The timeline that wraps through the National Veterans Memorial and Museum was created with input from educators. [Fred Squillante/Dispatch]

Through collaboration, message of selfless service to extend beyond museum's walls

When student groups visit the National Veterans Memorial and Museum, their school buses will unload at a private entrance built just for them.

The kids will drop their belongings in a wall of wooden cubbyholes and head off to learn about American heroes past and present.

They'll peruse a timeline of American history, created with input from educators and aligned with history curriculum already taught in many schools. They'll interact with exhibits — at one, they can try on drill sergeant hats and helmets and lug rucksacks — and browse artifacts spanning decades of wars.

But the educational experience won't have to begin or end in the building.

"Whether you're in Tampa, (Florida), or Tacoma, Washington, I want you to be able to bring your kids to my museum," said retired Army Lt. Gen. Michael Ferriter, the president and CEO of the National Veterans Memorial and Museum.

"We want to educate all our youth about selfless service."

Many plans that will make that dream a reality won't be finished until after the museum at 300 W. Broad St. opens Saturday.

That doesn't mean Ferriter is short on ideas.

He's already been speaking with companies interested in creating curriculum for the museum's student visitors, including activities for before and after visits that teachers can use in the classroom.

The hope is to offer an educational online curriculum as well, to be accompanied by an interactive, virtual tour experience, Ferriter said.

The museum is also seeking a curator of education and public programming, according to a job posting from early October.

The museum's lessons will go beyond the K-12 experience, as well.

Trevor Brown, dean of Ohio State University's John Glenn College of Public Affairs, said he expects to collaborate with the museum on coursework, leadership programming and internships, especially for veterans looking to further their education.

One concept Ferriter is exploring is a leadership symposium with a representative from every state, he said.

An advisory committee is working through how to connect it all to learning standards for history and social studies at various grade levels. The group includes retired Col. Paul Craft, superintendent of Delaware City Schools, who spent 31 years in the Ohio Army National Guard.

He expects the collection will continue to grow and improve over time, including online, because every veteran who visits could have a valuable story to share as an oral history.

"Like any good museum, the opening is just the start," Craft said.

The museum isn't short on local partners, either.

Its close proximity to COSI, located across West Broad Street, will offer many opportunities for collaboration, President and CEO Frederic Bertley said.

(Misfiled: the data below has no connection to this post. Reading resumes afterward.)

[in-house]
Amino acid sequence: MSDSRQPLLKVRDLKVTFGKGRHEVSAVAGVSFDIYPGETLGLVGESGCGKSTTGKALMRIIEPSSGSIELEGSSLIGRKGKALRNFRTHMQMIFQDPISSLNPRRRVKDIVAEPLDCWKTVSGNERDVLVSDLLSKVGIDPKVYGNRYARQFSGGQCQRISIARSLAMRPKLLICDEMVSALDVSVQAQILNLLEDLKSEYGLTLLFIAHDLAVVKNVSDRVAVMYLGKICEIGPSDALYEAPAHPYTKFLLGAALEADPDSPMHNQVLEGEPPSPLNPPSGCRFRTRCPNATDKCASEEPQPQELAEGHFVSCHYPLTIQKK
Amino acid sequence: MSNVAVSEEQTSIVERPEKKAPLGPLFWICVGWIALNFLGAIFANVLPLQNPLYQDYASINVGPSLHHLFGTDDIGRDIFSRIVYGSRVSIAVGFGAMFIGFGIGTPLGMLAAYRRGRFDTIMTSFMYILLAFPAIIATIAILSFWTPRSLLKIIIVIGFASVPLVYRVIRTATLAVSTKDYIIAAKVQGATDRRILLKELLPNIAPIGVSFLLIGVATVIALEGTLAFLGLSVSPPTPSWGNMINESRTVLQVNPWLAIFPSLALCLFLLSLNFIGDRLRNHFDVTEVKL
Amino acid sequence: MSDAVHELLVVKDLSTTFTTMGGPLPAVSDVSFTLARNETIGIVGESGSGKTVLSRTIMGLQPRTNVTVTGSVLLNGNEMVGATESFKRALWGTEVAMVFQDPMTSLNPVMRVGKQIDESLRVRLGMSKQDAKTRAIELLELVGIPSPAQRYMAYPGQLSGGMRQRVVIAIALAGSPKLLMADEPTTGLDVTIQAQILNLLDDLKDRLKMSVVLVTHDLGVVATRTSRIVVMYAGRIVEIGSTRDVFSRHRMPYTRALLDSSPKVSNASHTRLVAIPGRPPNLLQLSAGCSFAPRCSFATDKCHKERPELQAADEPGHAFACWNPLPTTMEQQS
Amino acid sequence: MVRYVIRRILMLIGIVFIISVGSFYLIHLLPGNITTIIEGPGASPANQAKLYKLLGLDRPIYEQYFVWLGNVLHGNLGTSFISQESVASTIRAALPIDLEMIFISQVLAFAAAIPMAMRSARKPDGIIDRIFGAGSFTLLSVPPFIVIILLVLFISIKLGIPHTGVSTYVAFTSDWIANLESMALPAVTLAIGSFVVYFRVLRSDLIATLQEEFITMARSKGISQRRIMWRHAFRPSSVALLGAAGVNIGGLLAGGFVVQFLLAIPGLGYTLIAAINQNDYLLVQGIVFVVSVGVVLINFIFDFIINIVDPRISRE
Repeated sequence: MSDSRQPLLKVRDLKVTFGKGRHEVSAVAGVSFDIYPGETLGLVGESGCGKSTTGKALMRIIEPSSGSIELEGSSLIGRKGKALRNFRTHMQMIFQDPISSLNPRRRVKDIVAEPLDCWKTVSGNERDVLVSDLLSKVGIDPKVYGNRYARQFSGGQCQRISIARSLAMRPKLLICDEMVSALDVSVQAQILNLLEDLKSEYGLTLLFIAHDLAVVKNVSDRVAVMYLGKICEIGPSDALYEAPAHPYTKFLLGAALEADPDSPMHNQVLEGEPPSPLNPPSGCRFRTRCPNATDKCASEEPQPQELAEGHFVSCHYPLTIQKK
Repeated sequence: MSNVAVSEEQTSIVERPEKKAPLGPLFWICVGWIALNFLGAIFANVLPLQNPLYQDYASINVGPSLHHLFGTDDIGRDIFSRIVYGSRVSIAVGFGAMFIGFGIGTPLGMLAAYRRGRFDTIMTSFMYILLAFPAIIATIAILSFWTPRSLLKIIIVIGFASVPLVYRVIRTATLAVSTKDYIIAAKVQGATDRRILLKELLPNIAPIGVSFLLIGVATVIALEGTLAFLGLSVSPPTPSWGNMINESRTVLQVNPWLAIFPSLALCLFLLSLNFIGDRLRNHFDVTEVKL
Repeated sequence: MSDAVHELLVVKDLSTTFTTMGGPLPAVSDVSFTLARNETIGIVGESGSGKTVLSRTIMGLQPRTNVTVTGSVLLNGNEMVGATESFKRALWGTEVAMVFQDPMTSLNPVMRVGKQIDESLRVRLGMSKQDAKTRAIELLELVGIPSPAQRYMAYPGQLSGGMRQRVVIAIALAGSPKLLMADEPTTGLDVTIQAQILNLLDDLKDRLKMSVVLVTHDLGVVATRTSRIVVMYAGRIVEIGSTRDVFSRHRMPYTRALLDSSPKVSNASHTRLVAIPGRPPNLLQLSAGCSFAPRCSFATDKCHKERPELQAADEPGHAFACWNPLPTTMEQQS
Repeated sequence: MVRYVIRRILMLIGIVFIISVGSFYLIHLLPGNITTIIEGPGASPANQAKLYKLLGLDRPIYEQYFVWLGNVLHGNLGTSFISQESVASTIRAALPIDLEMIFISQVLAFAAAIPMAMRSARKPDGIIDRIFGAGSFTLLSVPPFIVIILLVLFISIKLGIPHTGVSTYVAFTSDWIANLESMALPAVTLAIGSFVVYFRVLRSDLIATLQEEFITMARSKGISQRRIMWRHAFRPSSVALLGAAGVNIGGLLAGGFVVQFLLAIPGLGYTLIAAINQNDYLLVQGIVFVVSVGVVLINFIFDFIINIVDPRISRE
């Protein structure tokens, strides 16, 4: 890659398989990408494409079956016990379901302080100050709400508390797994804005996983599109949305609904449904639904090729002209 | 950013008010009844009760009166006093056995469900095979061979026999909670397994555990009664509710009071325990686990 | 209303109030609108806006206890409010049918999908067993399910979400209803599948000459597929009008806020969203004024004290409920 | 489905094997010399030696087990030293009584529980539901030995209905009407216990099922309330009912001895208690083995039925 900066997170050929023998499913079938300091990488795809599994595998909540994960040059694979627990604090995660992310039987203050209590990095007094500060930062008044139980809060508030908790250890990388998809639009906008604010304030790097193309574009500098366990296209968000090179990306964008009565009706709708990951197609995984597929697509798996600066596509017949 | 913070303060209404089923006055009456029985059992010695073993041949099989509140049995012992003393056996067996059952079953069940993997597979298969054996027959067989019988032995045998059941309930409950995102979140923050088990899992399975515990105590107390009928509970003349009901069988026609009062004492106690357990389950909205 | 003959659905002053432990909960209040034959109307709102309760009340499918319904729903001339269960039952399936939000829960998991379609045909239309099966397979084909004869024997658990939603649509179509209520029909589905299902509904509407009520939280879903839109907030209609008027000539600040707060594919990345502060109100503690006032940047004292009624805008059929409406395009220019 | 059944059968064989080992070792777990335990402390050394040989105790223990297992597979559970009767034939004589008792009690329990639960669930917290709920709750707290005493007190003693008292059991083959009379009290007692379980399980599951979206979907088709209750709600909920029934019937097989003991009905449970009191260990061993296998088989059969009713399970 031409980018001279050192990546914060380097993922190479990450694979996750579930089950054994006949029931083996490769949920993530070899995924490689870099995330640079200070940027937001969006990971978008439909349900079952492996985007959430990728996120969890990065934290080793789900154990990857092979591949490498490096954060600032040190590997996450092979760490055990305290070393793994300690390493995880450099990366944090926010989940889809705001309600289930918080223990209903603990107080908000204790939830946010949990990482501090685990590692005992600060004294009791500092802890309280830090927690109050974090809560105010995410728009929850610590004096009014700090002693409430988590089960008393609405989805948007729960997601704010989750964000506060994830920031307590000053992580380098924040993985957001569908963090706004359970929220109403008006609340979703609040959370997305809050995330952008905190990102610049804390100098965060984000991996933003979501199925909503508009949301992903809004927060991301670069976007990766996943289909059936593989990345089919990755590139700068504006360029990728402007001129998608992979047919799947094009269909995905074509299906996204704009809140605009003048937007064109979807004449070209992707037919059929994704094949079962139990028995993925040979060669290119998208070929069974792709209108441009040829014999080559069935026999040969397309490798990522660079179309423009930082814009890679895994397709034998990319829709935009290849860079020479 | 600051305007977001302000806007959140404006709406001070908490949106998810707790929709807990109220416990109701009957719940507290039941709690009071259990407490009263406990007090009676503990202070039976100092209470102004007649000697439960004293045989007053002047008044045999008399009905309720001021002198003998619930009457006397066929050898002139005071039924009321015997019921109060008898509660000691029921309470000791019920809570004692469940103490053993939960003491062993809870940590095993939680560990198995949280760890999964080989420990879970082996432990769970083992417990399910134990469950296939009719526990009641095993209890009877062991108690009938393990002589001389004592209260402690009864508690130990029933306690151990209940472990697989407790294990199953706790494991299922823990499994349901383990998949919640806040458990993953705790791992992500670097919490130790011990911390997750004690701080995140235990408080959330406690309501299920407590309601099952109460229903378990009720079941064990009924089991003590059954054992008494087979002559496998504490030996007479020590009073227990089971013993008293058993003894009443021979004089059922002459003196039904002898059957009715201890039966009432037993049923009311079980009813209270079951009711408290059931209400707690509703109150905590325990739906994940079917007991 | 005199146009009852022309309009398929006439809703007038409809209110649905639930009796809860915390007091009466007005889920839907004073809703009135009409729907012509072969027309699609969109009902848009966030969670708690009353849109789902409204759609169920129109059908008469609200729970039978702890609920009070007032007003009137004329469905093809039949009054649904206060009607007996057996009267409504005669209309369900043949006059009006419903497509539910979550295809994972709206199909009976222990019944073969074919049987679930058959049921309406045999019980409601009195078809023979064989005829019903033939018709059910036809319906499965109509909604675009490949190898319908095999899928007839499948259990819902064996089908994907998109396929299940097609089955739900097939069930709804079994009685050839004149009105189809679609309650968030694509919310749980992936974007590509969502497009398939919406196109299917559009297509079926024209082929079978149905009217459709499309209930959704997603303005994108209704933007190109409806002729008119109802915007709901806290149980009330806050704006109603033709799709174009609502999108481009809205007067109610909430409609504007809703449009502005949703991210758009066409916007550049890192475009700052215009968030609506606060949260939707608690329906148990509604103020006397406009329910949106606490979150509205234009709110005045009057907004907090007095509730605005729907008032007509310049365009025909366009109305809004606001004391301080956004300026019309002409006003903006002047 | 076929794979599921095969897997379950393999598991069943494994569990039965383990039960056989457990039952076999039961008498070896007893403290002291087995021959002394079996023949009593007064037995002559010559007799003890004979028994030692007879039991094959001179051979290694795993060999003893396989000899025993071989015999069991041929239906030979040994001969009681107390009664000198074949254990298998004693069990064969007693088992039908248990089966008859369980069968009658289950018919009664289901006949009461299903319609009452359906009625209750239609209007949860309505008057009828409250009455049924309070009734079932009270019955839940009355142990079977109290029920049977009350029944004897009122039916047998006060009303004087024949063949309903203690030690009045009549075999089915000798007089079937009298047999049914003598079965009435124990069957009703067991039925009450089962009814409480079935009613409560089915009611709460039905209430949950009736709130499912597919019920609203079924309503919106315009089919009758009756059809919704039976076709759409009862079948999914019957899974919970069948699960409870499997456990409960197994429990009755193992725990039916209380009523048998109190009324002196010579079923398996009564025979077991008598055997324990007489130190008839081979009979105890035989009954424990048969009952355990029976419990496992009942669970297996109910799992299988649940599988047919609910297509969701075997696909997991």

On the museum's opening day, COSI will showcase military machines, including a Humvee and troop carrier staffed by the Ohio National Guard. The science center is also installing a permanent map of Ohio highlighting veterans who are also scientists, engineers and doctors, Bertley said.

It welcomed 82,100 people of all ages for educational field trips last year.

"Downstream, the goal is to talk about a combined curriculum that would lend itself to groups visiting both places," Bertley said.

The collaboration is a fitting way to honor Glenn, Brown said.

The late astronaut and U.S. senator from Ohio is largely credited with making the 53,000-square-foot, $82 million national museum a reality. He was passionate about public service and education, inspired by the values he learned in a high school civics class in New Concord.

Those values led him to enlist in the Marine Corps during World War II.

"As he reflected back on his career and all the tremendous accomplishments he had, he ultimately didn't think of himself as a senator or as an astronaut, he thought about himself as a Marine," Brown said.

The personal experiences that transform civilians into veterans are an emphasis of the museum's collection.

That approach is especially helpful when a topic, such as wartime, may be difficult to discuss or challenging to convey in a classroom, said Rebekah Harding, who oversees educational outreach for the Ronald Reagan Presidential Library and Museum in Simi Valley, California.

"Part of the beauty of a museum, for students, is it really allows them to connect with the material," Harding said.

Technology has the potential to amplify that impact, Harding said.

For example, some day teachers could layer firsthand accounts from veterans into their lesson plans, using videos from the museum that correspond with conflicts throughout history, she said.

"I had a mentor who once said, 'Museums should be a safe space where students can ask unsafe questions,' and I think that's really where museum education is moving," Harding said.

"It's where we can gather, talk about the substantive issues going on in our country and try to gain understanding."